Property from an American Private Collection

SIR EDWARD COLEY BURNE-JONES, BT., A.R.A., R.W.S. | Four Studies for The Story of Psyche

Auction Closed

July 11, 02:12 PM GMT


12,000 - 18,000 GBP

Lot Details


Property from an American Private Collection


1833 - 1898

Four Studies for The Story of Psyche

all pencil on tracing-paper

each 11 by 8cm., 4¼ by 3¼in.


Given by the artist to Charles Eliot Norton, Boston and thence by descent to his daughter Elizabeth, by whom donated to a charity auction;

Private collection, USA

These are four of forty-five designs made by Burne-Jones for wood engravings, illustrating the story of Cupid and Psyche for a lavish publication of William Morris' The Earthly Paradise, which was ultimately abandoned.

A large group of a hundred sketches and designs for The Earthly Paradise illustrations are in the collection at Birmingham City Art Gallery. Within a bound volume of eighty-six designs for episodes in the saga of Psyche is a letter from Burne-Jones’ assistant, Charles Fairfax Murray, which describes another group of drawings for the project (Ashmolean Museum, Oxford): ' A series of designs for the Story of Cupid & Psyche illustrating the 'Earthly Paradise' mounted in a volume. The drawings presented by Mr Ruskin to the Oxford University [in the collection of the Ashmolean] are on tracing paper and in every respect similar in technique to the designs for the 'Hill of Venus' and 'Pygmalion' have exhibited. Once the main comp[osition] was settled the design was forwarded and completed by successive tracings enabling the artist to correct or develop the designs with comparatively trifling labour. The process as far as we know was only used by the artist for the drawings prepared for the engravings for the Earthly Paradise and was not his usual practice.'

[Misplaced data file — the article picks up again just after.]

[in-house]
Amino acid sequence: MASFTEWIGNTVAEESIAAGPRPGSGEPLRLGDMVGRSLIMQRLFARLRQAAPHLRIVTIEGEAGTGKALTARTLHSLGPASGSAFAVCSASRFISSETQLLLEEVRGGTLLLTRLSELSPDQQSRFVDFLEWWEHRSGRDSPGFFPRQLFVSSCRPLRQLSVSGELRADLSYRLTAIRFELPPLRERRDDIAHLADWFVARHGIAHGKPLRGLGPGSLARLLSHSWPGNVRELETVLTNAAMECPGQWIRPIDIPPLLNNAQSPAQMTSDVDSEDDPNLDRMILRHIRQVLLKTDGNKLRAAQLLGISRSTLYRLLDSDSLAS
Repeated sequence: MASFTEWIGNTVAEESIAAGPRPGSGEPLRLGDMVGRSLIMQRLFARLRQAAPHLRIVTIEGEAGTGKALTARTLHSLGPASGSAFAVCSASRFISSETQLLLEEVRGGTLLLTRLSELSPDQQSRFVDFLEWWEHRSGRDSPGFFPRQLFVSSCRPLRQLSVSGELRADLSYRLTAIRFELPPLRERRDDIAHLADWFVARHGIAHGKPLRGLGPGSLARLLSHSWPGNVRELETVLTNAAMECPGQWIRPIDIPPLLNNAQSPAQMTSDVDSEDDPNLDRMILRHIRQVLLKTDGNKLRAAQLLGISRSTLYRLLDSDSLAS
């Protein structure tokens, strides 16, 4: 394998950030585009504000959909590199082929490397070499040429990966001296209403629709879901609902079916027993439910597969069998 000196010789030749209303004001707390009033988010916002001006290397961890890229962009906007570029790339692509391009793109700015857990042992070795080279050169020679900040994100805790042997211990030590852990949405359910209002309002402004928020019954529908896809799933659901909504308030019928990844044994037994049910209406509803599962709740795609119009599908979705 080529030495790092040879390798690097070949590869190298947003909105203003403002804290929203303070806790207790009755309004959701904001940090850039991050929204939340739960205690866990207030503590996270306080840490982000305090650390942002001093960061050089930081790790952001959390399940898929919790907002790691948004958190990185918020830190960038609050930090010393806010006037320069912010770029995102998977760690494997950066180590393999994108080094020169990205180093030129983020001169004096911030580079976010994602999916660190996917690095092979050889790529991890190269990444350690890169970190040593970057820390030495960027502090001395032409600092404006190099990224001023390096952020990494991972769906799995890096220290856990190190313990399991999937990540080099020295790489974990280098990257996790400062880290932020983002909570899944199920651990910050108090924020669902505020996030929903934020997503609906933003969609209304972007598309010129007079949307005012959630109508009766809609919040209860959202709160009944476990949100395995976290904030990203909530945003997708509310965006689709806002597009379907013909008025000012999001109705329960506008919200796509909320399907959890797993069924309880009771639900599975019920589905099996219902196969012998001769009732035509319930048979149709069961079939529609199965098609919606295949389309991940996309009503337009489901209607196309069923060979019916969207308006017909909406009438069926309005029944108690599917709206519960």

One of the compositions depicts the marriage of Pygmalion and Galatea in the temple of the God of Betrothal, Hymen. In the background is the winged figure of Cupid and his mother Venus who holds out the Apple of Discord awarded to her during the Judgement of Paris. The composition is identical to a later gouache painting executed by Burne-Jones in 1874.

These drawings were given to Burne-Jones' friend Charles Eliot Norton, a Harvard professor and editor of North American Review. Burne-Jones painted a beautiful portrait of his daughter Sara in 1884.